Lachlan Blain finds a community initiative that takes the Indonesian spirit of dapur umum, temporary kitchen, to help international students currently stranded in Melbourne.
The COVID-19 pandemic has inflicted pain and pressure on communities all around the world. Here in Australia, government support packages have worked to remove some of the stresses the ongoing lockdown has brought. But many members of the community remain overlooked. Many international students, stranded in their adopted country without the ability to work or to access Centrelink benefits, are in the most perilous position of any.
Before the pandemic, 150,000 students were studying here in Victoria alone, according to the Victorian government. Nowhere in Australia has the COVID-19 lockdown endured longer than Melbourne, which was hit with a second wave of infections in June. Because of the ongoing lockdown, thousands of international students and temporary visa holders, thousands of miles from home, remain without reliable access to the basic necessities of life. For Angelina Sukiri, the situation hit close to home. Arriving in Australia from Indonesia in 2011, she has since made the country her home, opening a travel agency while finally becoming an Australian citizen in 2016.
An integral part of community life in many parts of Indonesia is the practice of dapur umum, or temporary kitchens, which are community-driven relief centres established in the wake of a disaster or emergency like an earthquake. Predictably, these public kitchens have once again sprung up all across Indonesia in response to the pandemic.
The practice of dapur umum seems a logical answer to the current situation in Melbourne. It’s one thing, of course, to throw out solutions and another to make them a reality. Angelina, drawing on her cultural heritage, has done just that, establishing the Kasih Project at the end of March to help international students and temporary visa holders stranded in Melbourne. Ever since, Angelina and her band of volunteers have been providing emergency food relief to hundreds in the local area.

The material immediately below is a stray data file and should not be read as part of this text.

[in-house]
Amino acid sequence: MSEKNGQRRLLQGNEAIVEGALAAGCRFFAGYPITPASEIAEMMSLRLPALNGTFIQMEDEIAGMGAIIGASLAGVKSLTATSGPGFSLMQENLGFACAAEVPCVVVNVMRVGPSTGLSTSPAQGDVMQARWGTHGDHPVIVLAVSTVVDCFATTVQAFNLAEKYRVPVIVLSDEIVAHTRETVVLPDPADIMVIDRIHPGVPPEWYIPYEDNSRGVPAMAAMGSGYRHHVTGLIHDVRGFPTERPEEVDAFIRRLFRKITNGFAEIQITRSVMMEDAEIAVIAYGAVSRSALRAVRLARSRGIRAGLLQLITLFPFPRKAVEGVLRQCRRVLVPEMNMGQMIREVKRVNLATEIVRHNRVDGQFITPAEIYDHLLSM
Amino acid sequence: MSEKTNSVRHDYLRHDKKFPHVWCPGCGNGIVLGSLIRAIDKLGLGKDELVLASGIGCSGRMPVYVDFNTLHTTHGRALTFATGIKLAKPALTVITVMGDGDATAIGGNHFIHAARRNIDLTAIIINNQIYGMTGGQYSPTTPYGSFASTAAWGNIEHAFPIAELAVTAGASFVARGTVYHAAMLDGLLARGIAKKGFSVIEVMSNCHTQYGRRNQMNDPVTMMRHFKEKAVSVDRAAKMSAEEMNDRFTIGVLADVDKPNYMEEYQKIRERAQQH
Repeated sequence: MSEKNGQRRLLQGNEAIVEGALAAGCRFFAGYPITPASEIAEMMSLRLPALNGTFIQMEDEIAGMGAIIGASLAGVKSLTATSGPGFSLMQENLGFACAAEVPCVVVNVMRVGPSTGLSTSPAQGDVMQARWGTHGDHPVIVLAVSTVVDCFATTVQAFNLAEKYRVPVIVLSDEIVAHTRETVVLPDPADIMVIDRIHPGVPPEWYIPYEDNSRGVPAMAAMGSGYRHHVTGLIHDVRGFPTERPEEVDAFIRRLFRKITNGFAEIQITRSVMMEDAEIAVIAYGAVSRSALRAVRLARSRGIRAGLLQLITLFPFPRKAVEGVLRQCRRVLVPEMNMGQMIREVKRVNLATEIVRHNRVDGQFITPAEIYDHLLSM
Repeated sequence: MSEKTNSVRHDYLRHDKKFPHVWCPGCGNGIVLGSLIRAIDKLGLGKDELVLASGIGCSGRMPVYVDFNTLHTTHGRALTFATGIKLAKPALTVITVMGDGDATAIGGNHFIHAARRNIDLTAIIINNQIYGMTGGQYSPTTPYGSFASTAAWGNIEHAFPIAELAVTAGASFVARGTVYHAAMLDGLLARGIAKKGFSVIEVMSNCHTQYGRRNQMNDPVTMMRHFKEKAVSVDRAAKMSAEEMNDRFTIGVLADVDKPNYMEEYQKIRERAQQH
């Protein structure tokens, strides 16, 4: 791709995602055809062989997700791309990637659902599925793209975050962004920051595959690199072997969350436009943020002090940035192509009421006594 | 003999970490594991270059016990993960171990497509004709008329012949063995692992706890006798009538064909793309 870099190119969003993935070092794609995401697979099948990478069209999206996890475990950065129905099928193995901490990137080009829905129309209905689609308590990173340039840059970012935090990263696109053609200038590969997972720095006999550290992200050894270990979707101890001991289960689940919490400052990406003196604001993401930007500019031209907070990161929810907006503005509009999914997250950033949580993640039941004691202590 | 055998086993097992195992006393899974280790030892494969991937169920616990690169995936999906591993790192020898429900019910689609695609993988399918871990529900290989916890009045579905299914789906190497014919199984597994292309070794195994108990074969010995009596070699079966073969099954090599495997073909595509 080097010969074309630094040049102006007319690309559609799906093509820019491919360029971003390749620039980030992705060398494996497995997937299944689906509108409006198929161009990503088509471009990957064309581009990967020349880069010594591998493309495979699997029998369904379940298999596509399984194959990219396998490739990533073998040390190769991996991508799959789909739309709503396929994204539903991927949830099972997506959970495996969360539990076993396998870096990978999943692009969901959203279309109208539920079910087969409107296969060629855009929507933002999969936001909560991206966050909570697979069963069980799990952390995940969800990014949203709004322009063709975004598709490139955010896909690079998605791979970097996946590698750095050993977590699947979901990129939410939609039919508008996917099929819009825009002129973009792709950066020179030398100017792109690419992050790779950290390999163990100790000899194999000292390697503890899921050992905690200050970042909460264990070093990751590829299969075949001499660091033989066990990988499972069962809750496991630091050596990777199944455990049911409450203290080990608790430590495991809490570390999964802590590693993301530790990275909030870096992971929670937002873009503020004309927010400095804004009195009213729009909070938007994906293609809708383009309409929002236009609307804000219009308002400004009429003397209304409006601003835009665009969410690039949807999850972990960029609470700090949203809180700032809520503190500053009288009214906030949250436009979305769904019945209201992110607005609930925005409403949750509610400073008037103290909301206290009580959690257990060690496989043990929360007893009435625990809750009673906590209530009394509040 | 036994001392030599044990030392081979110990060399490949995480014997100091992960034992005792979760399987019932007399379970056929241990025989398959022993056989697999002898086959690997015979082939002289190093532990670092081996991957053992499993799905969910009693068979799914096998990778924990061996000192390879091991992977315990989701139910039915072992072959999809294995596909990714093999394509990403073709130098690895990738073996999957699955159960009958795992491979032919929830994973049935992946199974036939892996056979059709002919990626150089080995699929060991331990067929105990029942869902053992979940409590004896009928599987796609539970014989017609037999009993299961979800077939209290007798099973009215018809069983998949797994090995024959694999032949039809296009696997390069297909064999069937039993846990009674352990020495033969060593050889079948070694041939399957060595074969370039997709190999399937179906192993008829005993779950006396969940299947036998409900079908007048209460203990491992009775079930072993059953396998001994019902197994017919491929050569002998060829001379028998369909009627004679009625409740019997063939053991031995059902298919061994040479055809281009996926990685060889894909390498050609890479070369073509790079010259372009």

As of early September, the project had delivered 16,560 kilograms of rice and 4,290 dozens of eggs, along with many other vital products, delivering much-needed aid to over a thousand people to date. The Kasih Project relies on monetary donations to purchase these essential food items, along with non-perishable food donations of items such as long-life milk, canned tuna, canned corn kernel, and canned beans. The organisation so far has helped people hailing from all corners of the globe: from Indonesia and Malaysia to Chile and Argentina.
With Melbourne’s lockdown already into its second month, the need for donations is as great as ever. Angelina, since establishing the Kasih Project, has come to understand the extent of the dire situation many international students and temporary visa holders find themselves in. Many are Indonesian students in their thirties and forties with children and partners.
“Some who came to Australia with their families could not afford to buy a flight to get back to Indonesia,” Angelina explained to The Guardian.
Some students, according to Angelina, have been eating just once a day.
“Most of them [were] working at a cafe or as cleaners,” she said. “During lockdown it’s impossible for them to get a job. From the first lockdown until now, it’s very hard for them.
“Some of the students now are really struggling with paying rent [for a house], or even a rental room.”
Donations can be sent to:
Account name: Kasih Project Inc.
Account Number: 619-814
Terima kasih! (“thank you” in Indonesian)
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